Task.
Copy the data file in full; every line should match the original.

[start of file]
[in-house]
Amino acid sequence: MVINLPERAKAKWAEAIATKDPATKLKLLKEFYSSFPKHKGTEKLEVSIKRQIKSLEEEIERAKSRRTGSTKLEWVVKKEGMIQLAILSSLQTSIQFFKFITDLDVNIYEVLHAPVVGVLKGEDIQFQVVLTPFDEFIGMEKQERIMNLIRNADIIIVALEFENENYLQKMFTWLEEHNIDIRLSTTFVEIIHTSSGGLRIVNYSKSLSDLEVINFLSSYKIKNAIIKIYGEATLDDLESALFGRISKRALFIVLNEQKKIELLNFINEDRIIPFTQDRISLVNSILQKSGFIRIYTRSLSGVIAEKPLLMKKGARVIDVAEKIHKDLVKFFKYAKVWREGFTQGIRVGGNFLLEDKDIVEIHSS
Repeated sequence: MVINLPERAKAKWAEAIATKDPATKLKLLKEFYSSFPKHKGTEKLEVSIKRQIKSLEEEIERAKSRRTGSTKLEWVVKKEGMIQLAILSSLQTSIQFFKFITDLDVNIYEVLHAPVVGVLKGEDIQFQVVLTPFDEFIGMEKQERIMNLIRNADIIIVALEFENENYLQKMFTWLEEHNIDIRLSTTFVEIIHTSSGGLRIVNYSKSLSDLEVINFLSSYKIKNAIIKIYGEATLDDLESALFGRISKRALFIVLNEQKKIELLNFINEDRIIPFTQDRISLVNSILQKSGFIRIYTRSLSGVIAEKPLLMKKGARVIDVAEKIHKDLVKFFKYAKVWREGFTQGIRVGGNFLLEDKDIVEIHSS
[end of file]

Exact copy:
[in-house]
Amino acid sequence: MVINLPERAKAKWAEAIATKDPATKLKLLKEFYSSFPKHKGTEKLEVSIKRQIKSLEEEIERAKSRRTGSTKLEWVVKKEGMIQLAILSSLQTSIQFFKFITDLDVNIYEVLHAPVVGVLKGEDIQFQVVLTPFDEFIGMEKQERIMNLIRNADIIIVALEFENENYLQKMFTWLEEHNIDIRLSTTFVEIIHTSSGGLRIVNYSKSLSDLEVINFLSSYKIKNAIIKIYGEATLDDLESALFGRISKRALFIVLNEQKKIELLNFINEDRIIPFTQDRISLVNSILQKSGFIRIYTRSLSGVIAEKPLLMKKGARVIDVAEKIHKDLVKFFKYAKVWREGFTQGIRVGGNFLLEDKDIVEIHSS
Repeated sequence: MVINLPERAKAKWAEAIATKDPATKLKLLKEFYSSFPKHKGTEKLEVSIKRQIKSLEEEIERAKSRRTGSTKLEWVVKKEGMIQLAILSSLQTSIQFFKFITDLDVNIYEVLHAPVVGVLKGEDIQFQVVLTPFDEFIGMEKQERIMNLIRNADIIIVALEFENENYLQKMFTWLEEHNIDIRLSTTFVEIIHTSSGGLRIVNYSKSLSDLEVINFLSSYKIKNAIIKIYGEATLDDLESALFGRISKRALFIVLNEQKKIELLNFINEDRIIPFTQDRISLVNSILQKSGFIRIYTRSLSGVIAEKPLLMKKGARVIDVAEKIHKDLVKFFKYAKVWREGFTQGIRVGGNFLLEDKDIVEIHSS